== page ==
DEFINITION of 'Whitemail'

Whitemail is a strategy that a takeover target can use to try to thwart a hostile takeover attempt. Whitemail involves the target firm issuing a large amount of shares at below-market prices, which are then sold to a friendly third party. This helps the target avoid the takeover by increasing the number of shares the acquirer must purchase in order to gain control, thus increasing the price of the takeover. It also dilutes the shares. Plus, since a friendly third party now owns and controls a large block of shares, the aggregate number of friendly shareholders increases.


Whitemail is a strategy that can be used to fend off an unwanted takeover attempt. It involves issuing shares at a below market price and selling them to friendly a third party. If the whitemail strategy is successful in discouraging the takeover, then the company can either buy back the issued shares or leave them outstanding.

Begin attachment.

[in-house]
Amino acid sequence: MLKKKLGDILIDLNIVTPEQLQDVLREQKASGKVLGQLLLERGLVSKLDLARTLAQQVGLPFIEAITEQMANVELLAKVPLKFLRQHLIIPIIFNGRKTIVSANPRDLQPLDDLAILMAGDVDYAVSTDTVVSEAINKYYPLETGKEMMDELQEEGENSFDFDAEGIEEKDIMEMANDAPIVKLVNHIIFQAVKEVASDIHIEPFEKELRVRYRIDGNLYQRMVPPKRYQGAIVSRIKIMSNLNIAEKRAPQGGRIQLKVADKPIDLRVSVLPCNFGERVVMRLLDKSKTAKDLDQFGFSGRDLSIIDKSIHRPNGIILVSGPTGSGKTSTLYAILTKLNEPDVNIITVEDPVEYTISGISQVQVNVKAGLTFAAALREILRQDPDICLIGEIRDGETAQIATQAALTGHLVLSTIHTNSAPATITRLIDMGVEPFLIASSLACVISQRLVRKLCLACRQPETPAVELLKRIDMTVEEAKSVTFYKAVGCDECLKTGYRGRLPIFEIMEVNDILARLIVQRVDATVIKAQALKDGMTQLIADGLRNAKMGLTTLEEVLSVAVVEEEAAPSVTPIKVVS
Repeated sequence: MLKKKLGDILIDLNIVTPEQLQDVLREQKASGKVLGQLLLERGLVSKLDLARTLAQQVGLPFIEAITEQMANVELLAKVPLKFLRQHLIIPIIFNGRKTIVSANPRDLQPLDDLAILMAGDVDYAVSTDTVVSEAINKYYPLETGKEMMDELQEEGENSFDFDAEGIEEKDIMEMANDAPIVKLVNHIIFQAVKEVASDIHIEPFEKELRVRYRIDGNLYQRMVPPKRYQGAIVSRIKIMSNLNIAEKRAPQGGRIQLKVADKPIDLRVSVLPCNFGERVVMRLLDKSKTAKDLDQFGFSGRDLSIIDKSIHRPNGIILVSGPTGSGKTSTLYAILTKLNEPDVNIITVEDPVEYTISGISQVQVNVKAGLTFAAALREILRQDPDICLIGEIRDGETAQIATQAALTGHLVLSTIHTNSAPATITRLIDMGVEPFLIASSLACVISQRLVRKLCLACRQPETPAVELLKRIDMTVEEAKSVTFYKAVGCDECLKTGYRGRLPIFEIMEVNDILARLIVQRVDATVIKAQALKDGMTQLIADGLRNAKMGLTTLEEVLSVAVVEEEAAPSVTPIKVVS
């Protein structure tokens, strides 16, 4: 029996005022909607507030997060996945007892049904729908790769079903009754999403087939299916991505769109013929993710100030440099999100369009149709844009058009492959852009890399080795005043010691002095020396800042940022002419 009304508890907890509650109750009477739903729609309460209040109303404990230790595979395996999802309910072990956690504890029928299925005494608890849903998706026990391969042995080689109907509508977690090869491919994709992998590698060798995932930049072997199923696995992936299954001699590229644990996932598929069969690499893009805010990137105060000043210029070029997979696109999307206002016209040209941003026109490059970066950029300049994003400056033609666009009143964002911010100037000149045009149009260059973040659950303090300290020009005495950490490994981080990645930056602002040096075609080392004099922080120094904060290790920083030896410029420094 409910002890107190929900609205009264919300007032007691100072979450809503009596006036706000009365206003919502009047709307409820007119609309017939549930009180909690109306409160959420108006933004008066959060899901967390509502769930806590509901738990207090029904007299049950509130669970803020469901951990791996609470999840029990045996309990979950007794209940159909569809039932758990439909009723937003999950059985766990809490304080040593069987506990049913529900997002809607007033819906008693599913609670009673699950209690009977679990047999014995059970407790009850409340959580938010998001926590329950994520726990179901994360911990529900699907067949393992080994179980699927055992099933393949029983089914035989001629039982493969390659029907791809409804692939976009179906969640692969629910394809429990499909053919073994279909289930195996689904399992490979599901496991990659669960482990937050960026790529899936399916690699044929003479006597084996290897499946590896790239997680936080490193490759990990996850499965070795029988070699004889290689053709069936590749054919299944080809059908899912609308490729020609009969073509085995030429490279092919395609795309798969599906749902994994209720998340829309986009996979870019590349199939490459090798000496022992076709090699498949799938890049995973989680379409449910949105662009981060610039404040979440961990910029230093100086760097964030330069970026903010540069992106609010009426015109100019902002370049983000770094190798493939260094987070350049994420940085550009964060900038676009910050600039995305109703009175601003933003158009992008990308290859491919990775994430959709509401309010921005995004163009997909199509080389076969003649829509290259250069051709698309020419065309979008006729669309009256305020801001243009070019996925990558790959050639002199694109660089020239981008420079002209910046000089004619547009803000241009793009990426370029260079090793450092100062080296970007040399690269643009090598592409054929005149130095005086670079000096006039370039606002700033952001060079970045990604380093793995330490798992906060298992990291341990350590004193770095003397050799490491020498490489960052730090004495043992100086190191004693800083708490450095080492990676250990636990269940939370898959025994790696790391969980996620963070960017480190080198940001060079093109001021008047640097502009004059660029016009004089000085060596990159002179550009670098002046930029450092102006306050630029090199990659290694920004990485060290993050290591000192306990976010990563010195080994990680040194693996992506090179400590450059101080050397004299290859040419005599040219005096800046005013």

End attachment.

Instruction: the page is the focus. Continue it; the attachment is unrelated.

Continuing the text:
Example of Whitemail

XYZ Corporation has 1,000,000 shares outstanding. ABC Inc wants to acquire XYZ Corp and begins to buy up all of the shares they can in the public secondary market in an attempt to get to a controlling proportion of shares. XYZ Corp gets wind of this and proceeds to institute a whitemail policy. They issue 250,000 new shares at a significant discount to the current secondary market price and sell them all to DEF Industries, which is a company that XYZ has a good relationship with. The increase of outstanding shares from 1,000,000 to 1,250,000 increases the number of shares ABC will need to purchase in order to gain a controlling interest. Plus, the voting rights of all XYZ shares are now diluted, reducing ABC's power to vote for board members who favor their takeover.

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